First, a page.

Theresa May has insisted she will not take part in TV debates, while Jeremy Corbyn says he will 'not play by the rules'
Theresa May and Jeremy Corbyn have been trading blows as campaigning got underway within hours of MPs in the UK voting for a general election on 8 June.
The British Prime Minister, campaigning to win a Brexit mandate, has claimed anything other than a Conservative victory would mean a "coalition of chaos".
And the Labour leader, launching a Donald Trump-style insurgency campaign, has vowed to take on the establishment and says he will not "play by the rules" in the election.
Mr Corbyn is also pledging to target the rich, claiming he will "put the interests of the majority first" and stand up for people held by a rigged economic system.
The opening salvos from the party leaders came as it emerged that while Mrs May is refusing to appear in head-to-head TV debates with her rivals, she may agree to other formats.
Downing Street is considering proposals from broadcasters which could see the prime minister being interviewed in front of a live studio audience.
In her first campaign visit in Bolton, Mrs May told an invited audience: "There's a very clear choice at this election.
"It's a choice between strong and stable leadership under the Conservatives, or weak and unstable coalition of chaos led by Jeremy Corbyn."
The Labour leader insists he will not go into coalition with the Scottish National Party. But speaking in Croydon, he signalled that Labour's manifesto will include an assault on the rich.
"Are we going to be a country that gives riches and makes riches for all of us?
"Or are we going to be a country that works to make the rich even richer? I know which side I'm on, you know which side you're on."
In his first major policy speech of the campaign, in central London, Mr Corbyn will say: "Much of the media and establishment are saying this election is a foregone conclusion.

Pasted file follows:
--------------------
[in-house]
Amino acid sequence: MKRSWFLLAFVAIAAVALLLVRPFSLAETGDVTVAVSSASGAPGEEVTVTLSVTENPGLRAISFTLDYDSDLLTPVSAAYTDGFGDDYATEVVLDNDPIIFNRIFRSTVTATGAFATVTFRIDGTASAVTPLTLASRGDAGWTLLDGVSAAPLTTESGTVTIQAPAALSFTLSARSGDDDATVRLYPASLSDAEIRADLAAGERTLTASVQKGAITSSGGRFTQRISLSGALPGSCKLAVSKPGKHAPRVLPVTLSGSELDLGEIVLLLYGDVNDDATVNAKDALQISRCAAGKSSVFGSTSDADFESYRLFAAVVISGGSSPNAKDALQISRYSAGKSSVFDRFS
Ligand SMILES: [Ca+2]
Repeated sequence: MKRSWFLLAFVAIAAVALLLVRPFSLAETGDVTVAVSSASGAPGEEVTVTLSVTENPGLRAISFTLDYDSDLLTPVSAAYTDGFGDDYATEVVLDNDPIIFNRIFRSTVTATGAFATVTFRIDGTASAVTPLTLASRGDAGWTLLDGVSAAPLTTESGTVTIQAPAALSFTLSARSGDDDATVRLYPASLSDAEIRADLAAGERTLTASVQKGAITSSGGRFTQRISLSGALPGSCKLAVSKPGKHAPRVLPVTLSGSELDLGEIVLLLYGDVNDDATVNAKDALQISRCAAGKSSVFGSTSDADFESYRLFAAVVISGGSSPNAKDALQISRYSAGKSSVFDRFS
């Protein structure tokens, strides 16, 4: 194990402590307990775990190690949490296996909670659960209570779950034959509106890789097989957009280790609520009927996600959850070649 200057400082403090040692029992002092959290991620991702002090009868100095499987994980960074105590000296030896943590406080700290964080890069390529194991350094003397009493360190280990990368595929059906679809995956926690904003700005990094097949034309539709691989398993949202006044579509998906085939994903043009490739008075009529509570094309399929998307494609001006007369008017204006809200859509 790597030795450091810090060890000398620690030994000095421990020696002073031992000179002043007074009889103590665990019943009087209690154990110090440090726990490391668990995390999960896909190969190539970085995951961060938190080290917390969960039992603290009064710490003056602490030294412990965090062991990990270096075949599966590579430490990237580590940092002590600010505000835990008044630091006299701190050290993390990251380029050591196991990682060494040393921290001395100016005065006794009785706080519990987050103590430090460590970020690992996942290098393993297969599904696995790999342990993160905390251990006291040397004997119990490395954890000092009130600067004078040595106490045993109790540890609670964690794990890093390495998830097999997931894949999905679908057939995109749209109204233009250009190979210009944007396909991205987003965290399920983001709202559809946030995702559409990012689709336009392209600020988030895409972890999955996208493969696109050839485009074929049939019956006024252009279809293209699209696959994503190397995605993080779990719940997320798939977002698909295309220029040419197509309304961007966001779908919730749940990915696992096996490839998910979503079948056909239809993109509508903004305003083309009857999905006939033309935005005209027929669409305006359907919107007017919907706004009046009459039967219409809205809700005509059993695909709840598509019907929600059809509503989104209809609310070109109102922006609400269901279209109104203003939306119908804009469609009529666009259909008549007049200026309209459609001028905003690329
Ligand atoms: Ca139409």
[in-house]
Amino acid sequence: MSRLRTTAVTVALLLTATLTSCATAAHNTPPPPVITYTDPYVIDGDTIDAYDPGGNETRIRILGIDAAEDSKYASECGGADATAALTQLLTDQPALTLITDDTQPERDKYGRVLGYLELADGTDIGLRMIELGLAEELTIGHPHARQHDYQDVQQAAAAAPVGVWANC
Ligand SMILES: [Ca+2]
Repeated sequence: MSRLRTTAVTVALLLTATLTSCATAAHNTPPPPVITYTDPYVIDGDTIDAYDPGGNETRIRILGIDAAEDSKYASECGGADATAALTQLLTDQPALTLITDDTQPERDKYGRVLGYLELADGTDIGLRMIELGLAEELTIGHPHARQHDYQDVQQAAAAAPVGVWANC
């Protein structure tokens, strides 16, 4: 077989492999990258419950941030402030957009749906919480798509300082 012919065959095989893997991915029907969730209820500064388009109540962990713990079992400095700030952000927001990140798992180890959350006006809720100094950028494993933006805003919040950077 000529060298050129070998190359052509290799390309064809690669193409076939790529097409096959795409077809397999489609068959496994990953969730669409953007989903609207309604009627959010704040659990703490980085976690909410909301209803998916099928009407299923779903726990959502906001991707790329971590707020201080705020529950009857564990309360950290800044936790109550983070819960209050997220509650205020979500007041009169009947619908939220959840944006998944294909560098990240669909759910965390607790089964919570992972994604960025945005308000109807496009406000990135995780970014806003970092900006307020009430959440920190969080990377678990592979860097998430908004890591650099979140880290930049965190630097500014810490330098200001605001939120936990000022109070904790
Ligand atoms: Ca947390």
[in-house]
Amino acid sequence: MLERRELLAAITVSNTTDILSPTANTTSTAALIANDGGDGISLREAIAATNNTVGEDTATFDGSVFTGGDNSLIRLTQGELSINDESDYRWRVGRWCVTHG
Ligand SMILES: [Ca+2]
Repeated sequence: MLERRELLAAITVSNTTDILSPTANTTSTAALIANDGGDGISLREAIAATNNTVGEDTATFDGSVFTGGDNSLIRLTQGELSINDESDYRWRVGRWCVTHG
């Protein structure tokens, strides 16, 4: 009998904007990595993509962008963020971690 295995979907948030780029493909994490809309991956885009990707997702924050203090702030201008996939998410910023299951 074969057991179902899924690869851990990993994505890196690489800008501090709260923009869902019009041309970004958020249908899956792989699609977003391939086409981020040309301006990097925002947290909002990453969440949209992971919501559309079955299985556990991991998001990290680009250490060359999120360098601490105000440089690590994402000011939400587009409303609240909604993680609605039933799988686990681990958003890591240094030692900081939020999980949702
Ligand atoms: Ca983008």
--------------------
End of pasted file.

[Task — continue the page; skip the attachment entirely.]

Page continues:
"They think there are rules in politics, which if you don't follow by doffing your cap to powerful people, accepting that things can't really change, then you can't win.
"But of course those people don't want us to win. Because when we win, it's the people, not the powerful, who win. The nurse, the teacher, the small trader, the carer, the builder, the office worker win. We all win.
"They say I don't play by the rules - their rules. We can't win, they say, because we don't play their game. They're quite right I don't. And a Labour Government elected on 8 June won't play by their rules. "
He will add: "These rules have created a cosy cartel which rigs the system in favour of a few powerful and wealthy individuals and corporations. It's a rigged system set up by the wealth extractors for the wealth extractors.
"But things can, and they will, change. And Labour in this election will be part of a movement of the British people to make that change.
"How dare they crash the economy with their recklessness and greed, and then punish those who had nothing to do with it.
"We will overturn this rigged system. The Conservatives will never do that. Seven years of broken promises show us that: on wages, the deficit, the NHS, our schools, our environment. "